Daniel Madeiros and Jonathan Schwinge were recently announced as the winners of the ideas competition organized by Millennium Point and the RIBA to enhance the visibility and image of Millennium Point in Birmingham from the Jennens Road approach. The jury panel was struck by the beauty and grace of their winning idea which was underpinned by craft and technology, convincing the jury that the dramatic form could be constructed. Also demonstrating complexity and sensitivity to the site, Millennium Point will benefit greatly from this competition and the opportunities it now has for its next phase of architectural evolution. More images and architects’ description after the break.
The findings of the recent BD employment survey in the UK, revealing that 22% of British architects are unemployed, certainly makes for unpleasant reading, but it is important to look beyond the upsetting numbers to figure out what they mean.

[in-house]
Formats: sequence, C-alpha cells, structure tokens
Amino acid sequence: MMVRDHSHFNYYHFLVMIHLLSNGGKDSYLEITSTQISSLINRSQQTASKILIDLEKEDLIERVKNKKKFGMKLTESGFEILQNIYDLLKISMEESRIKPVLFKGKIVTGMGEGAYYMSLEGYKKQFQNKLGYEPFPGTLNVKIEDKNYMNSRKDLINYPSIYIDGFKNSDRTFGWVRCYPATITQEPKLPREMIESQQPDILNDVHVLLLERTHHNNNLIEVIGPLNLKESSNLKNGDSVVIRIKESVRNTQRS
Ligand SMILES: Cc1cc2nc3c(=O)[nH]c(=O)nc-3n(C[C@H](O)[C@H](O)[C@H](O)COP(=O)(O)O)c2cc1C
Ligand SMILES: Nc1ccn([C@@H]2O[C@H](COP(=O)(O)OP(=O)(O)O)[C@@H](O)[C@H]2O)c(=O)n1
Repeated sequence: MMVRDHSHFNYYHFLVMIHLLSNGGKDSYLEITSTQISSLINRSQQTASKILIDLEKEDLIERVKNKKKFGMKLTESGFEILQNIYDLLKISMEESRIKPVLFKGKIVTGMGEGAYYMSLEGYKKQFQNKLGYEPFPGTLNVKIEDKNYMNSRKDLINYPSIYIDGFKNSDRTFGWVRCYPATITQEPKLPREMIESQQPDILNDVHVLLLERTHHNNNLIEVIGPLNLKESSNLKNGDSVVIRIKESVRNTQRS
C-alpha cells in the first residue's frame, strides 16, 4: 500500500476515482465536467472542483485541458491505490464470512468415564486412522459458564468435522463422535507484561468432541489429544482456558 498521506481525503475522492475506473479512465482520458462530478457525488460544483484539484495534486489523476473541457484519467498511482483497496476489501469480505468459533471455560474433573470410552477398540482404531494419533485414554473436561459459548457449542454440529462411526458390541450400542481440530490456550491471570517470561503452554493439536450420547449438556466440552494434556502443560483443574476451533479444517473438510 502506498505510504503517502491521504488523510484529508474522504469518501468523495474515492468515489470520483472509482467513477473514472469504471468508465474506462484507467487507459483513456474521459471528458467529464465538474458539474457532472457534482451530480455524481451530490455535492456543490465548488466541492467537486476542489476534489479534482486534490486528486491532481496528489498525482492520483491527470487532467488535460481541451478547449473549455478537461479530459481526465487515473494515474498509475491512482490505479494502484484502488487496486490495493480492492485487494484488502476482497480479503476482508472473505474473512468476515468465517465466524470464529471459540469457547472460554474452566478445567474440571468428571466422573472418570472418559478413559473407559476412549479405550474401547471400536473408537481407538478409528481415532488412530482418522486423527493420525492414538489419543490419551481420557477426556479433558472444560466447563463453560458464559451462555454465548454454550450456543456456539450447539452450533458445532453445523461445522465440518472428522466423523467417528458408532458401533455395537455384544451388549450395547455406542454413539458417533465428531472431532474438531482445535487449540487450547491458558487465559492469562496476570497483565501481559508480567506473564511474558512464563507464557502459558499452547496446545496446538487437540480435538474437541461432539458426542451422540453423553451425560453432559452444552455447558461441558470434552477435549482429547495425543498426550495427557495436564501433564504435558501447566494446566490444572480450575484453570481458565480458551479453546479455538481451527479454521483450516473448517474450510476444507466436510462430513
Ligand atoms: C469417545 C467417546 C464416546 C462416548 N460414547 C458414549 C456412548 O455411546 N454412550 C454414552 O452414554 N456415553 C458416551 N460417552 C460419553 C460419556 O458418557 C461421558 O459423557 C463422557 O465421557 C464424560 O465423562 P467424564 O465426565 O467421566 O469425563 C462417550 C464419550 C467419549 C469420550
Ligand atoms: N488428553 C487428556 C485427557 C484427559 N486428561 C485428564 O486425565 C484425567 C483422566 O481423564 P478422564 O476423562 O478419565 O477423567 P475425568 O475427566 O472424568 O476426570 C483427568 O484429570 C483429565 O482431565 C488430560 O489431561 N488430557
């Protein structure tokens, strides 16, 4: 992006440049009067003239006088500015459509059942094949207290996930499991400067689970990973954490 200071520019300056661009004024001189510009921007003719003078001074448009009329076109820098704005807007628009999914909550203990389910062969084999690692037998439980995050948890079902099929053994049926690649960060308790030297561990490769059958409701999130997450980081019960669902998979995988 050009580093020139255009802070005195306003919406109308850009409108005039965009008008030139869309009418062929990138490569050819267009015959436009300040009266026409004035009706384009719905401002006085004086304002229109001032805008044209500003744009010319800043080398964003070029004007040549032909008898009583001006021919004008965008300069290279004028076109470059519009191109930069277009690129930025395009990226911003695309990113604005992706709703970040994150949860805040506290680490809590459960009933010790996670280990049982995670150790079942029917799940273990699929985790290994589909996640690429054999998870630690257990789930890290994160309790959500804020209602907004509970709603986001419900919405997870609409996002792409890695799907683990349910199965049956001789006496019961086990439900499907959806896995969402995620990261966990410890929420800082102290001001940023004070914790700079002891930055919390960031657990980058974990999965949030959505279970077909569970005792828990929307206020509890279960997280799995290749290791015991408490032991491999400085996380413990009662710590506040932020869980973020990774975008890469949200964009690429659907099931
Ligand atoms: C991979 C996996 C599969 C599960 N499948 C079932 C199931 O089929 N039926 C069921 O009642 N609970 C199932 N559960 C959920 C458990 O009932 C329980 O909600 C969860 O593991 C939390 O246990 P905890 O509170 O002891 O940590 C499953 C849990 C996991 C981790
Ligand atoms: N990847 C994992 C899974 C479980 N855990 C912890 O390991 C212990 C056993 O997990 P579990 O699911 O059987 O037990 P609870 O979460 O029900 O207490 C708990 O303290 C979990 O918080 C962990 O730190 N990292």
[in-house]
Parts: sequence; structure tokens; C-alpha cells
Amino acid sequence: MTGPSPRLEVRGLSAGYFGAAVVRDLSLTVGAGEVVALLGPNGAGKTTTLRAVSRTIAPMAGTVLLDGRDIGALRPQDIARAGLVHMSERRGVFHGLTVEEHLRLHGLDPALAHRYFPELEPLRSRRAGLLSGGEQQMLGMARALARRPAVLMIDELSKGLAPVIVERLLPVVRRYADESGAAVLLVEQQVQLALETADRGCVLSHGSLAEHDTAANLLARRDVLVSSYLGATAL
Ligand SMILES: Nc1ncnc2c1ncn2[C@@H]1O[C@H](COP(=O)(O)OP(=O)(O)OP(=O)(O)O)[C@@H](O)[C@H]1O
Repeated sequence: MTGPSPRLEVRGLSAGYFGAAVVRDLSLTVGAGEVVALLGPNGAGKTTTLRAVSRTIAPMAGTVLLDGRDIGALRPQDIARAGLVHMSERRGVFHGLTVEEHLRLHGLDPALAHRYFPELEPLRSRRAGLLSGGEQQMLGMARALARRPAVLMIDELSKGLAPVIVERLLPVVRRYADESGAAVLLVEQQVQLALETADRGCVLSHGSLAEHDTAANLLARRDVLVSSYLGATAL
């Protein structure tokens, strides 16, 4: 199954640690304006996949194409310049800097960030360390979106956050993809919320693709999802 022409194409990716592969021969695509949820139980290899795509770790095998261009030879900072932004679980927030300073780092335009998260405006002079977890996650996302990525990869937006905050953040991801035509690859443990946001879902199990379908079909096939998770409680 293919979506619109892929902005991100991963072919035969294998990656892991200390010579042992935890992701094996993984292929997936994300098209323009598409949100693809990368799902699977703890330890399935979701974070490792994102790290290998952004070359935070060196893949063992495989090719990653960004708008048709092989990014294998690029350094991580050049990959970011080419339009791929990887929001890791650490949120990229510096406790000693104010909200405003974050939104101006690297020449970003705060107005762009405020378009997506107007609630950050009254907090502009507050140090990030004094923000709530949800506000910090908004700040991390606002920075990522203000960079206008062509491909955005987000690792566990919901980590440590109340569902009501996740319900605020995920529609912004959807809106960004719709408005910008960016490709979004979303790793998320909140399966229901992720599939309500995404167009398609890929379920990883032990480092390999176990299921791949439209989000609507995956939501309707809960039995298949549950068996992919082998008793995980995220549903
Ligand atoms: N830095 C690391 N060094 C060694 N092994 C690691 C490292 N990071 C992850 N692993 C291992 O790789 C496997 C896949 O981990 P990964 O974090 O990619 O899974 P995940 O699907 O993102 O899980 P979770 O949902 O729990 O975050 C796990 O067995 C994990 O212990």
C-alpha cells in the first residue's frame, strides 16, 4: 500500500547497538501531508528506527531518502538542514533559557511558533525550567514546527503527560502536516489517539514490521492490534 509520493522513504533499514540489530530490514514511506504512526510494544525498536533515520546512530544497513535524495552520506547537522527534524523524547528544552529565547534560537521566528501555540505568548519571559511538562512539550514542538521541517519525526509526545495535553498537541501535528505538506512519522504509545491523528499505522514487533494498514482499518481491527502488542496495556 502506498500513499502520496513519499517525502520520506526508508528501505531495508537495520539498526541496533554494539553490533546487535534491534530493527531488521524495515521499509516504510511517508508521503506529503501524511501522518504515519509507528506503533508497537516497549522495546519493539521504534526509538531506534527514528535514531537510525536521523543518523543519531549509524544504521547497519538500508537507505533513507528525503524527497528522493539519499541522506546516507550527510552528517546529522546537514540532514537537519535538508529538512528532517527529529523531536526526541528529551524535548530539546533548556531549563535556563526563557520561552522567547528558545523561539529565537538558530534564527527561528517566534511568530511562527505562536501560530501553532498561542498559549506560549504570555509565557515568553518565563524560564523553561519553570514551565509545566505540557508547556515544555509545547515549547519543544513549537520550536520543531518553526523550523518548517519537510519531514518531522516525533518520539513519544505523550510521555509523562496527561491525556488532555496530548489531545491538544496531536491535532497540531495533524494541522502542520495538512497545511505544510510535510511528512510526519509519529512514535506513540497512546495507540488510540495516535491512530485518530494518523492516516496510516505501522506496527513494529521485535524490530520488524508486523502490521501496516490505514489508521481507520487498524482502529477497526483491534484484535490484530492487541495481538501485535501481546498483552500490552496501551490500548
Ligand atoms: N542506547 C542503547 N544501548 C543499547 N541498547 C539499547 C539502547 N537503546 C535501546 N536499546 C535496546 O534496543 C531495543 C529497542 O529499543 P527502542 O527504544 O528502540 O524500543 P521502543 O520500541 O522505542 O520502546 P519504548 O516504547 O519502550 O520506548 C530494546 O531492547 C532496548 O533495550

Much more than a simple number showing the rate of UK unemployment, a closer look at the results highlights problems, exposes trends, and dispels myths – from the assumed truth that London is an employment “oasis” to the supposed strength the profession has shown in this economic crisis.
Read more analysis of the survey results, after the break…
Foster + Partners have received the green light from the Lambeth Council for three mixed use towers on the 20-21 Albert Embankment in London. Ranging from 15 to 27 stories, the curved steel and glass structures will provide the area with 253 apartments, including affordable homes for senior living, along with offices, restaurants and a residents’ bar, gym, pool and spa.
Grant Brooker, Senior Partner at Foster + Partners: “We are absolutely delighted that 20-21 Albert Embankment has received planning permission – working alongside our clients at St. James and with great support from Lambeth and the GLA, we hope to transform this important and highly visible site into a vibrant riverside community that sets a benchmark for the regeneration of this part of the river.”